-- Restoring the Everglades ecosystems (Audubon of Florida) - To restore the Everglade ecosystems, wetland drainage, development and flood control are the key concerns.

The Disney Worldwide Conservation Fund is funded by Disney, which has committed to more than match guest contributions and cover all administrative costs. Guests help to support the fund in a variety of ways, from adding a dollar or more to their purchases of food and gifts at Disney's Animal Kingdom and select resorts to purchasing reusable shopping bags and other items and at Walt Disney World Resort.

To learn more about the Disney Worldwide Conservation Fund visit www.disney.com/conservation or email: Corp.Conservation@Disney.com

April 13, 2012

Disney Kids and Nature Celebration at Walt Disney World Resort

DISNEY CHANNEL STARS JOIN YOUTH LEADERS
FOR DISNEY KIDS AND NATURE CELEBRATION
AT WALT DISNEY WORLD RESORT

-- Two-Day Celebration Includes Disney Worldwide Conservation Fund Awards Ceremony, World Premiere of Disneynature's "Chimpanzee" and Disney's Friends for Change Youth Summit

-- Hollywood Records' McClain Sisters to Perform "Rise," This Year's
Disney Friends for Change Anthem, at Event

Disney Channel stars Debby Ryan ("Jessie"), Bella Thorne and Zendaya ("Shake It Up"), Ross Lynch and Laura Marano ("Austin & Ally") will join more than 100 youth leaders from around the world for the Disney Kids and Nature Celebration April 13-14 at the Walt Disney World Resort. The two-day celebration recognizes youth efforts to help protect the planet and organizations that work to connect kids to nature.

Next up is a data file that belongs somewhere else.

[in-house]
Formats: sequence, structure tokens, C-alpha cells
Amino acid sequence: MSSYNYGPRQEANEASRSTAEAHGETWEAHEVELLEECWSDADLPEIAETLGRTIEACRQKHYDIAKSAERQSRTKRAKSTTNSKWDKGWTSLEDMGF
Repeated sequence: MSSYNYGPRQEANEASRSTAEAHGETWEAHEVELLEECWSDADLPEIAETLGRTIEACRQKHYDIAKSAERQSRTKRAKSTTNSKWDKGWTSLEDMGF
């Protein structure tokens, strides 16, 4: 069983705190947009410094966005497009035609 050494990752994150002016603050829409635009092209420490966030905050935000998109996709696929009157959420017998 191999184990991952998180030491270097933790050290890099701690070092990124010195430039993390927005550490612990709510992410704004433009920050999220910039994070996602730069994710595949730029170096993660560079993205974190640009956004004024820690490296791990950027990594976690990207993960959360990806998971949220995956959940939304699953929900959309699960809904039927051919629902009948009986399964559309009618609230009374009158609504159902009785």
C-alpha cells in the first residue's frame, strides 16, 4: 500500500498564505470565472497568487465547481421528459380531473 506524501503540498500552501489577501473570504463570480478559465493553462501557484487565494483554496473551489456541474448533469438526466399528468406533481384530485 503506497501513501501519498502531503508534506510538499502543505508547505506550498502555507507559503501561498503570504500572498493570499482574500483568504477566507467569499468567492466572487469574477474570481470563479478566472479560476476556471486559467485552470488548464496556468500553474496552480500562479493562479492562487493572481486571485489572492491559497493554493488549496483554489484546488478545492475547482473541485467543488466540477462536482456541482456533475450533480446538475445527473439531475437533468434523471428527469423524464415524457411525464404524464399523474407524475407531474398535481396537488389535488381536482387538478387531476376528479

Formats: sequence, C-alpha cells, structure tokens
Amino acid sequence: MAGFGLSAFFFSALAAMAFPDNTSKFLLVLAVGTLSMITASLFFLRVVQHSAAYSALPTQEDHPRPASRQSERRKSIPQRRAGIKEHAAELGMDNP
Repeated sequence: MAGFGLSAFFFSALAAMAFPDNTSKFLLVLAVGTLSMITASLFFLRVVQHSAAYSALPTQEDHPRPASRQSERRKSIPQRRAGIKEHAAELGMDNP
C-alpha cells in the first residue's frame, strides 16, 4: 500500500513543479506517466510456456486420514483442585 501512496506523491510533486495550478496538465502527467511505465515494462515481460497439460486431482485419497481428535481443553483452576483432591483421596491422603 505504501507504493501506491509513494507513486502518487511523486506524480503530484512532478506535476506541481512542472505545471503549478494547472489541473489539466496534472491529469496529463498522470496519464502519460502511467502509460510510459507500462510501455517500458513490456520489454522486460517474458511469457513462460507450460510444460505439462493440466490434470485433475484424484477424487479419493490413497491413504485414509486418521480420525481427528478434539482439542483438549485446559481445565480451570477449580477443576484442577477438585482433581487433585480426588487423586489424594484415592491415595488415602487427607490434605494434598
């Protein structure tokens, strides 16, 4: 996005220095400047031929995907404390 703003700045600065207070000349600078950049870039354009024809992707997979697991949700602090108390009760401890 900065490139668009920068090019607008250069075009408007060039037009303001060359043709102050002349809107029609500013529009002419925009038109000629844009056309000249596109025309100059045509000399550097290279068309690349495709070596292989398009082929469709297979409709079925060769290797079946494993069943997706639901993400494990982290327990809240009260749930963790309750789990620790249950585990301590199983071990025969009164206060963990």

The celebration begins Friday, April13 with remarks by Chairman and CEO of The Walt Disney Company Robert A. Iger at the Disney Worldwide Conservation Fund Awards Ceremony. The event honors five organizations for their efforts to create experiences and opportunities for kids to connect with nature. They are: Children and Nature Network, Jane Goodall's Roots & Shoots, National Wildlife Federation, The Nature Conservancy and Youth Service of America.

At the ceremony, Hollywood Records' McClain Sisters will perform their hit song "Rise," this year's Disney Friends for Change anthem, as featured in Disneynature's "Chimpanzee." The film will make its world premiere later that day.

As part of the weekend, Disney Channel stars will participate in workshops and discussions, alongside kids, during Disney Friends for Change Youth Summit.

On Saturday, April14, Disney Channel stars will help galvanize kids to make a difference during Disney's Friends for Change Youth Summit, a day-long event designed to inspire kids to think of creative ideas and solutions that generate positive change in the world. Through a series of panels, workshops and discussions, youth leaders, between the ages of 10-18, are encouraged to imagine their planet's future and discuss conservation efforts in order to return home with new ideas to put into action in their own communities. Radio Disney's lead on air personality Ernie D will host the event.